, gaseous radioactive chemical element; symbol Rn; at. no. 86; mass no. of most stable isotope 222; m.p. about −71°C;; b.p. −61.8°C;; density 9.73 grams per liter at STP; valence usually 0. Radon is colorless and the most dense gas known.
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-220, also called thorium emanation or thoron. Thorium and its decay products are sometimes used in radiotherapy. Although thorium-232 is not itself a nuclear reactor fuel since it will not sustain a chain reaction, it may be converted into the fissionable fuel uranium-233, but uranium-233 has not proven to be a practical alternative to natural uranium.

Thorium-232 can react with a thermal (slow) neutron to form thorium-233, emitting a gamma ray. Thorium-233 decays (half-life about 22 min) to protactinium-233, emitting a beta particle. The protactinium-233 decays (half-life about 27 days) with another beta particle emission to uranium-233. Fission of the uranium-233 can provide neutrons to start the cycle again. This cycle of reactions is known as the thorium cycle. Nuclear reactors that use a cycle like this to produce fuel are called thermal breeder reactors. Thorium was discovered in 1828 by Jöns Jakob BerzeliusBerzelius, Jöns Jakob, Baron
, 1779–1848, Swedish chemist, M.D. Univ. of Uppsala, 1802. He was noted for his work as teacher at the medical school and other institutions in Stockholm and for his discoveries in diverse fields of chemistry.
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 but had few uses until the invention of the Welsbach mantle in 1885.

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The following article is from The Great Soviet Encyclopedia (1979). It might be outdated or ideologically biased.



Th, a radioactive chemical element; the first member of the actinide series in Group III of Mendeleev’s periodic system. Atomic number, 90; atomic weight, 232.038. A silvery white ductile metal. Natural thorium consists almost entirely of the long-lived isotope 232Th and four short-lived isotopes. The isotope 232Th, the parent of one of the radioactive series, has a half-life of 1.39 × 1010 years (the content of isotope 228Th, present in equilibrium with 232Th, being insignificant [1.37 × 10–8percent ]). Of the four short-lived isotopes, two belong to the uranium-radium series, namely 234Th (half-life, 24.1 days) and 230Th (half-life, 8.0 × 104 years), and two belong to the actinium series, namely 231Th (half-life, 25.6 hours) and 227Th (half-life, 18.17 days). Of the artificially obtained isotopes, 229Th (half-life, 7,340 years) is the most stable.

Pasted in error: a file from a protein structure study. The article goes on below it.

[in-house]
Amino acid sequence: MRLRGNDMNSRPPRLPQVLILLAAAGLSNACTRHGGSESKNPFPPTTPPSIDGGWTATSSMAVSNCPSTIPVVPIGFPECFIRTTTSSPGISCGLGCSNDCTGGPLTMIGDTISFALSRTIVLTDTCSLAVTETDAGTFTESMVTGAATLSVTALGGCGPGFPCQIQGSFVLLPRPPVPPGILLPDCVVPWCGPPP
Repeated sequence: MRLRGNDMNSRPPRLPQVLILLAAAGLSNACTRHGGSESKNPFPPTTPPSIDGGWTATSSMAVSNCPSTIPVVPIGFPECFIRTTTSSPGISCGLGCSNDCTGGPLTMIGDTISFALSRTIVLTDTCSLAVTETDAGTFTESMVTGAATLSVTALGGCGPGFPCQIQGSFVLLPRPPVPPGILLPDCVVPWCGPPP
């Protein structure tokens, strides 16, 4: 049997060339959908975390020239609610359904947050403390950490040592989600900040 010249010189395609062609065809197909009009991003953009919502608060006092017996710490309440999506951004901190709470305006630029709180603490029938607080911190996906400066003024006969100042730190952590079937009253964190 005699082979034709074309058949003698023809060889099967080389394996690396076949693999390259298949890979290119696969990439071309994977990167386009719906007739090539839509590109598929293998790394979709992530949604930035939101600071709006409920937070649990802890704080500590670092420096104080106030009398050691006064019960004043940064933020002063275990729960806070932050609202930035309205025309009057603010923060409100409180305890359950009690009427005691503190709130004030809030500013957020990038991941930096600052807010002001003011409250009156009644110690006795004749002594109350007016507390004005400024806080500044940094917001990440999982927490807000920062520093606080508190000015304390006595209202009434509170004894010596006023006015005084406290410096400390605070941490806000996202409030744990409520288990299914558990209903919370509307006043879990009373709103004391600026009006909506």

Thorium was discovered by J. J. Berzelius in 1828 in a syenite in Norway. The element was named for Thor, the god of thunder in Scandinavian mythology. The mineral thorium silicate received the name thorite.

Occurrence. Thorium typically occurs in the upper part of the earth’s crust in the granite layer and the sedimentary layer, where its average content is, respectively, 1.8 × 10–3 and 1.3 × 10–3percent by weight. Thorium, which migrates to only a slight extent, participates mainly in magmatic processes, accumulating in granites, alkali rocks, and pegmatites. It has only a slight tendency to form concentrations. There are 12 thorium minerals as such, and the element is also contained in, among other minerals, monazite, uraninite, zircon, apatite, and orthite. Monazite placer deposits, both marine and continental, constitute the major industrial source of thorium. The content of thorium in natural water is especially low: 2 × 10–9 percent in fresh water and 1 × 10–9 percent in seawater. The element migrates only slightly in the biosphere and in hydrothermal solutions.

Physical and chemical properties. Thorium exists in two modifications: the α form, which has a face-centered cubic lattice and exists at temperatures up to 1400°C (a = 5.086 angstroms [Å]), and the β form, which has a body-centered cubic lattice and exists at temperatures above 1400°C (a = 4.11 Å). The density (X-ray) of thorium is 11.72 g/cm3 at 25°C; the atomic diameter is 3.59 Å for the α form and 3.56 Å for the β form. The ionic radius of Th3+ is 1.08 Å; that of Th4+ is 0.99 Å. The element has a melting point of 1750°C and a boiling point in the range 3500°–4200°C.

The molar heat capacity of thorium is 27.32 kilojoules/kilomole·°K (6.53 calories/gram atom·°C) at 25°C; the thermal conductivity at 20°C is 40.19 watts/m·°K (0.096 calorie/cm·sec·°C). Thorium has a temperature coefficient of linear expansion of 12.5 × 10–6/°C (25°–100°C), an electrical resistivity of 13–18 × 10–6 ohm·cm (25°C), and a temperature coefficient of resistivity of 3.6–4.0 × 10–3/°C. The element is paramagnetic, with a magnetic susceptibility at 20°C of 0.54 × 10–6. At 1.4°K it becomes a superconductor.